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After Brief Hiatus, Denver Police Resume Camping Ban Enforcement
Evan Semon

After Brief Hiatus, Denver Police Resume Camping Ban Enforcement

After a two-week hiatus, the Denver Police Department will again resume enforcement of the urban camping ban.

Enforcement will begin sometime this week, says Ryan Luby, a spokesperson for the Denver City Attorney's Office. The news was first reported by the Denver Post.

The ordinance, enacted in 2012 to move homeless individuals into shelters, has been in limbo after Denver County Court Judge Johnny Barajas declared it unconstitutional. Following the ruling, the Denver Police Department said it would await further instructions from the city attorney's office before resuming enforcement.

Lawyers from the city attorney's office are working on an appeal of the court ruling. While that appeal works its way through the court, the camping ban remains on the books.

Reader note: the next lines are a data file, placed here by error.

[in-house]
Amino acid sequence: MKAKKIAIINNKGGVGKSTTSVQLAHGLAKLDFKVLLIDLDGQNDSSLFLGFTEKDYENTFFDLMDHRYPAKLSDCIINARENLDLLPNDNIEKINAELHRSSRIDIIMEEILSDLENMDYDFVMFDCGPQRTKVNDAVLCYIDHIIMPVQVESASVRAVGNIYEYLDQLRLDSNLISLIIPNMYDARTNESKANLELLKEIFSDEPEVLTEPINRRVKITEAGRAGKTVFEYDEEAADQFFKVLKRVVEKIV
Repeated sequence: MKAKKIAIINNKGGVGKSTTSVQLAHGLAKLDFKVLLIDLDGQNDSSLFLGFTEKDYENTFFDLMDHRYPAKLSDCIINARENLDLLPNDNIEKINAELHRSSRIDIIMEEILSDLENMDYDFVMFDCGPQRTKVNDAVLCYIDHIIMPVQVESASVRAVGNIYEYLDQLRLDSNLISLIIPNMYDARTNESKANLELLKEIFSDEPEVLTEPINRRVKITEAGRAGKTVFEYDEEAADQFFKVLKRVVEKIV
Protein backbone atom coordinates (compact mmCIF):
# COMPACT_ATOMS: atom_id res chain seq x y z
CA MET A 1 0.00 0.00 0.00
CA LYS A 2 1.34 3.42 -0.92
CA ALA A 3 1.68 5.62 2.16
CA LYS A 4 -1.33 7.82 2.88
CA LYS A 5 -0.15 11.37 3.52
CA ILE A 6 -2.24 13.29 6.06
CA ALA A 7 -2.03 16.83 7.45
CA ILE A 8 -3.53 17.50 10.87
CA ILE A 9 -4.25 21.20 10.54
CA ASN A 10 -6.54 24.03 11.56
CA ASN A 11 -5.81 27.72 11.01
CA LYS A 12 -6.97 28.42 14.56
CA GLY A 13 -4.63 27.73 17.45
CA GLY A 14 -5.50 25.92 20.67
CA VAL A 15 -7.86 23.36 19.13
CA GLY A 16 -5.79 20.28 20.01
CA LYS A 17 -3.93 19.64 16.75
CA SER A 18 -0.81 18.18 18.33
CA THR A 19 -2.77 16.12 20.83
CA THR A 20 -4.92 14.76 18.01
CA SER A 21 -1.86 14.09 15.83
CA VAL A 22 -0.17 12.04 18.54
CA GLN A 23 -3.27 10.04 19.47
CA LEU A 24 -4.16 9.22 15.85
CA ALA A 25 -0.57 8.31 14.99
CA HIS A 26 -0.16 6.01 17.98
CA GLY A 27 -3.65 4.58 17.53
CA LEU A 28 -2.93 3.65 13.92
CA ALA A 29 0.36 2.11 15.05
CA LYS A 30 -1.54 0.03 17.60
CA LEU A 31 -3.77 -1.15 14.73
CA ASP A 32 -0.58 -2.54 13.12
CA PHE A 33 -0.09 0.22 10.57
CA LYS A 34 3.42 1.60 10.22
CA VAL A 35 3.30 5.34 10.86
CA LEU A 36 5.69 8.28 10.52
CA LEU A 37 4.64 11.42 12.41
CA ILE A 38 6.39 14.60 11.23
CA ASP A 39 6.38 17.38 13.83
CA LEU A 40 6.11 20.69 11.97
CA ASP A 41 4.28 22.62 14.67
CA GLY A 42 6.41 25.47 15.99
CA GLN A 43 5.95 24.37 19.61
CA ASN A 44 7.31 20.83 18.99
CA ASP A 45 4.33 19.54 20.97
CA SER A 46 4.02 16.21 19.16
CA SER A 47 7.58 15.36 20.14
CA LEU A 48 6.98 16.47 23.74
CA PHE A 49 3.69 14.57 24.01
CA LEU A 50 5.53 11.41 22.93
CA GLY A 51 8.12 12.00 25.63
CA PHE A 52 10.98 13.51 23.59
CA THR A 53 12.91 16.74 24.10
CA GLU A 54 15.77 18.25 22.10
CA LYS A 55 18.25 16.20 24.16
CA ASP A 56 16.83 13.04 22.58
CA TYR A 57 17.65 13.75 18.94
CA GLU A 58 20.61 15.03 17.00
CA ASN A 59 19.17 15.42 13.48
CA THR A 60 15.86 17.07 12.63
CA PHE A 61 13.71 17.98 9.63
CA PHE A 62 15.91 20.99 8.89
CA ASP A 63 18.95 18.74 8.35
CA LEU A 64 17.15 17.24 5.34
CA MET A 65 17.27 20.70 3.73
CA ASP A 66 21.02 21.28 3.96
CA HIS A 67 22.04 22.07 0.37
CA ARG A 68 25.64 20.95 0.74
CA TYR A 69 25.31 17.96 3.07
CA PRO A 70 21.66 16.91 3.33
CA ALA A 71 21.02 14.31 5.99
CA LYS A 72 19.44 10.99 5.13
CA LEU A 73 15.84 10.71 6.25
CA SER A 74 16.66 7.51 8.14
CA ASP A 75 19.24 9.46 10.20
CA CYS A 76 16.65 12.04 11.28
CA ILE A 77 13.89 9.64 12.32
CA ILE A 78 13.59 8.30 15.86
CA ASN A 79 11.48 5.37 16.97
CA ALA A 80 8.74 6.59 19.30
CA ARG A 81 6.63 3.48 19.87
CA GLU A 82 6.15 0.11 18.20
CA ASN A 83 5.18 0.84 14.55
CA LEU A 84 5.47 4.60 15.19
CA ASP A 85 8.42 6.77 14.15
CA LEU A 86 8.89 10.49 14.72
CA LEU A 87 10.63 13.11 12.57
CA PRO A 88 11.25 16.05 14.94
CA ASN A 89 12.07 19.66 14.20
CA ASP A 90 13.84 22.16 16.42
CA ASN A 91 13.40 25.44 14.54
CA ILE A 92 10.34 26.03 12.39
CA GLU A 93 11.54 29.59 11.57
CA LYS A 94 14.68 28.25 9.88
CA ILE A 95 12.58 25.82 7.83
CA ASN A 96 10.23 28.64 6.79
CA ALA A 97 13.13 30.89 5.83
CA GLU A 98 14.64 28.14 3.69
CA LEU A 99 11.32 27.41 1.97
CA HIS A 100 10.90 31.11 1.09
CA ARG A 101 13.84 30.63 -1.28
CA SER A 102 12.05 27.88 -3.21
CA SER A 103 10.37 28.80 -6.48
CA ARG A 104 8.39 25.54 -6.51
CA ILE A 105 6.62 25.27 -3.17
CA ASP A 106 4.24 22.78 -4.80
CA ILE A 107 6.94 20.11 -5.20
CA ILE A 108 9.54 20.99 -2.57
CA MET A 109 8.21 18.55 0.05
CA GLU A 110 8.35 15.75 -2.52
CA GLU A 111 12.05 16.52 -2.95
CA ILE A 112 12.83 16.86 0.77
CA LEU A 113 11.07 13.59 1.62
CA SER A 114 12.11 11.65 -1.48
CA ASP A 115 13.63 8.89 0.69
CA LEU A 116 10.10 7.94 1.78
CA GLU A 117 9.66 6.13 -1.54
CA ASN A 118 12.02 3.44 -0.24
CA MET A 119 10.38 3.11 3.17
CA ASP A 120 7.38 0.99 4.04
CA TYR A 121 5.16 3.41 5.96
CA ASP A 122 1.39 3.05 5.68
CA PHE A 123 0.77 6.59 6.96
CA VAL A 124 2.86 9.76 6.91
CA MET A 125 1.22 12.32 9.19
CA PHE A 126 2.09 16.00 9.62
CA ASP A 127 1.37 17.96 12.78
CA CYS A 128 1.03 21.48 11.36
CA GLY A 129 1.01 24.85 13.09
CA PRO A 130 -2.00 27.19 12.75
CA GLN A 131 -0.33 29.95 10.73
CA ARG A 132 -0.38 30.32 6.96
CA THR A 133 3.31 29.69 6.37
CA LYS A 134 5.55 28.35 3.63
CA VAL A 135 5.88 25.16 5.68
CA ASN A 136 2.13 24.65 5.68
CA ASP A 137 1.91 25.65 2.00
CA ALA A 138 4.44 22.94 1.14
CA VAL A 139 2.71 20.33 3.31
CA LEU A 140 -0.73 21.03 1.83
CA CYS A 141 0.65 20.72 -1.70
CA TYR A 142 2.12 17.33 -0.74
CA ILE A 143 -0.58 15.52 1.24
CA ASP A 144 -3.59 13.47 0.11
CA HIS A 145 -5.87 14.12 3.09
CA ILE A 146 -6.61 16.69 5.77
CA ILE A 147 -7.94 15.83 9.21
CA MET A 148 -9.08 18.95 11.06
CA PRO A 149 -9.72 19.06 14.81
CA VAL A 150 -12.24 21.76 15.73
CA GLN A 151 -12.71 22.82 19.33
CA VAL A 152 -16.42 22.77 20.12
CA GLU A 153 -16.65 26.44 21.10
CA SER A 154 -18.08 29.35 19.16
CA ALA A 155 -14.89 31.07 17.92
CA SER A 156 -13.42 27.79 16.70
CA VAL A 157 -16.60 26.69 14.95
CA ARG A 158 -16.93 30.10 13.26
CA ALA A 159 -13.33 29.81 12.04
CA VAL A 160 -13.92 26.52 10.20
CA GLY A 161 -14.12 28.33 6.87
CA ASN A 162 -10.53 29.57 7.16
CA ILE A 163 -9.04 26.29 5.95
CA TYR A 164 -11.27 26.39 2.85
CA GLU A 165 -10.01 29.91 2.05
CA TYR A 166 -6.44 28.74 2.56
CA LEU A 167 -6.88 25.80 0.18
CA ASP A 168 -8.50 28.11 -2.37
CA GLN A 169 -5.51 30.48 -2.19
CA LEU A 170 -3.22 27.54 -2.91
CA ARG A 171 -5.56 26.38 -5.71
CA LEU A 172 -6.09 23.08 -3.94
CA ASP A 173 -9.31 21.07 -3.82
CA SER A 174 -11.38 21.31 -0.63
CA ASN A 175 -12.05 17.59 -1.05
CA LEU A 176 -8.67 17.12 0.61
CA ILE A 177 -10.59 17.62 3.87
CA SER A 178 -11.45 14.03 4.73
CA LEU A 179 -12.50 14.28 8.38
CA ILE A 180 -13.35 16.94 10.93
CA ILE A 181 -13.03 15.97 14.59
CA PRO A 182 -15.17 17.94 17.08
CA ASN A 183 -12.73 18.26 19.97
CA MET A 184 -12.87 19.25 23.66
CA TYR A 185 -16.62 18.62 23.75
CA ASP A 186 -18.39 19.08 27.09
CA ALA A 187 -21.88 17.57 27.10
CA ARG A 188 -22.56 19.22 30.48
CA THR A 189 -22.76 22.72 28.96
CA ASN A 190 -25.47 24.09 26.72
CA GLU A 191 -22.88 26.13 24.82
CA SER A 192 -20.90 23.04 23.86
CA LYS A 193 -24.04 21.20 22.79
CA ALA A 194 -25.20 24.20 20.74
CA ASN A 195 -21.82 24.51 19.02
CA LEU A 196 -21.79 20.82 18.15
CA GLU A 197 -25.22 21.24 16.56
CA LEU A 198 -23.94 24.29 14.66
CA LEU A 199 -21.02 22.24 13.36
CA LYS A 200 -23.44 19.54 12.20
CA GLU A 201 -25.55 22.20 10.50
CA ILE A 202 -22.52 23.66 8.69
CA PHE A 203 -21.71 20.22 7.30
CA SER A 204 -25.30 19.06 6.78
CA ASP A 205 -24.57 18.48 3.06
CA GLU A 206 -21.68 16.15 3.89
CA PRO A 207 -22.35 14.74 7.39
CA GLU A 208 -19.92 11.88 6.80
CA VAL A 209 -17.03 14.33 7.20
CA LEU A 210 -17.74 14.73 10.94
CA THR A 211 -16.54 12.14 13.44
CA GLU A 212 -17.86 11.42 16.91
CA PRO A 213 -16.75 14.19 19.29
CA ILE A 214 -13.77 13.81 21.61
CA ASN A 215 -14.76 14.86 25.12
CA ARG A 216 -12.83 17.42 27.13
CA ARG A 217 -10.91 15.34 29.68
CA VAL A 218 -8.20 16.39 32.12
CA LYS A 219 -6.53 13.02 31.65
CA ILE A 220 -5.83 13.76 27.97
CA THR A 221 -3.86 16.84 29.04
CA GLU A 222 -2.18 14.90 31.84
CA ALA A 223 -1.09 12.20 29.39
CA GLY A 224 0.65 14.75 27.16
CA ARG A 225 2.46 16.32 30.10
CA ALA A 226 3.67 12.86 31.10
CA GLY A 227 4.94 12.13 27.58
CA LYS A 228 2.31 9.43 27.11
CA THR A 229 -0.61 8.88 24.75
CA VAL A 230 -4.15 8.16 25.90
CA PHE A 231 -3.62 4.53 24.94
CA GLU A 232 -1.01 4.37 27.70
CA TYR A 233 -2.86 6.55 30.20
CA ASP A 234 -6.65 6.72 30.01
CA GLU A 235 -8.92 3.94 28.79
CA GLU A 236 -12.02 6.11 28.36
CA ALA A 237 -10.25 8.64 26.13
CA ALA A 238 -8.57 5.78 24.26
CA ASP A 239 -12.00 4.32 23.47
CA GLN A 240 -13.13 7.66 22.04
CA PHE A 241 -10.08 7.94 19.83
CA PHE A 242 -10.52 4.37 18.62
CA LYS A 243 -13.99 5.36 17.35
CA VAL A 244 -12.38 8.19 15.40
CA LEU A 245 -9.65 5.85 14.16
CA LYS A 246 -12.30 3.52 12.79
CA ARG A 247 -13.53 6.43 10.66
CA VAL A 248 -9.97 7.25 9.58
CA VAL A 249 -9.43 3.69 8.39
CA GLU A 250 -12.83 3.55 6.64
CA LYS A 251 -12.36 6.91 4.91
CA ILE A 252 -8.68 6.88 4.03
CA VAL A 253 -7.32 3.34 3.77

The city has continued to engage in large-scale sweeps of homeless encampments. On January 7, the Department of Transportation and Infrastructure swept a camp in the Five Points neighborhood, citing a city law that allows municipal officials to disperse encampments and clean the area on which they're located.

Councilwoman Candi CdeBaca is trying to repeal the camping ban. She'll need nine votes on council, rather than the traditional seven, in order for the proposal to survive Mayor Michael Hancock's inevitable veto. 

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